Along the way, a small cult following would build up and familiar names such as Masuda and Morimoto would join the ranks. I suspect they were hovering around before the days of game development, since Masuda talks about the early days quite a bit, but the paper records don’t prove much.
Then they developed Smart Ball for sony. Things were looking good for Game Freak as a studio. Their dreams were coming to life.
With official development studio badges and two successful titles, Nintendo decided to put Game Freak to work. Their first project would be to work on Yoshi, a puzzle spin-off title to the Mario franchise released on NES and Game Boy.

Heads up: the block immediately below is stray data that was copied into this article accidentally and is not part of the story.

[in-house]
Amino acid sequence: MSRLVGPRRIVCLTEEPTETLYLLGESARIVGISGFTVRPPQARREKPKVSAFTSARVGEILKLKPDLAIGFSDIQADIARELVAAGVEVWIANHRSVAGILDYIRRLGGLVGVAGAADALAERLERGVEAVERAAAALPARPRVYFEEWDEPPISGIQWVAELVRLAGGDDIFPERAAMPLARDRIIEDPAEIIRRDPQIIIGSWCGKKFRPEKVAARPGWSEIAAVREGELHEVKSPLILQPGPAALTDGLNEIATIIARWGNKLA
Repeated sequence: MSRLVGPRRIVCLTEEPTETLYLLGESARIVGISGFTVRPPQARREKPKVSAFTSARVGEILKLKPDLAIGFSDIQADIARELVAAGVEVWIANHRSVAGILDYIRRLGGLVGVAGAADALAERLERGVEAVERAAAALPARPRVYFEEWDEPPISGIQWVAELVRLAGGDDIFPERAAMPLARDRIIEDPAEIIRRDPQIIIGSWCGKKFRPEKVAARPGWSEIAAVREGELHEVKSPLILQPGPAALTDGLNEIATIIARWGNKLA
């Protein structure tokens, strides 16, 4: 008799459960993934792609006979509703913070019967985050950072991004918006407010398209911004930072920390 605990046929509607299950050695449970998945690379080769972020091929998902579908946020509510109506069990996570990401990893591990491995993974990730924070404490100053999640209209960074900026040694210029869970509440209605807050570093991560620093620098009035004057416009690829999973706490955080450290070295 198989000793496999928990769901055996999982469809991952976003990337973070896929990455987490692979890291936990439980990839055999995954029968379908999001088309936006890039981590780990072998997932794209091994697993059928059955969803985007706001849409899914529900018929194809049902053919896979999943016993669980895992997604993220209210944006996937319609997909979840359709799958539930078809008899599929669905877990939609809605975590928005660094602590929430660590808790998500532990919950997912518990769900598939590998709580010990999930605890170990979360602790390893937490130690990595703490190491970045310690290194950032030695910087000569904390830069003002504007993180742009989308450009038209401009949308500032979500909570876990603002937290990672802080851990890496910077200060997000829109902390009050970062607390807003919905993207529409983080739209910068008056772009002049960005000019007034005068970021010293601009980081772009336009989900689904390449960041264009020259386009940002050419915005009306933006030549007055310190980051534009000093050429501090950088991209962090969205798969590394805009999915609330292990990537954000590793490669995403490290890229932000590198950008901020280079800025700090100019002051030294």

Uh oh. Suddenly our boys were developing for the Game Boy. You know what that means.
Pokemon Red and Green took over five years to develop. Could you imagine how your boss would react if you were five years into a project you pitched to him and still didn’t have any results?
Well, their boss didn’t ask for Pokemon at all. Game Freak funded and developed it in their spare time while putting out titles like Mario & Wario in 1993, and Pulseman in 1994. Satoshi Tajiri may have realized his dream of becoming a developer, but his vision was still in hibernation.
Tajiri developed without an income to help make ends meet with his crew. He borrowed money from his father throughout the time period. I imagine that was a difficult family dynamic!
Five employees quit. Things were looking pretty bleak. Until a group titling themselves Creatures Inc. offered to fund the project in exchange for 33% of the franchise rights.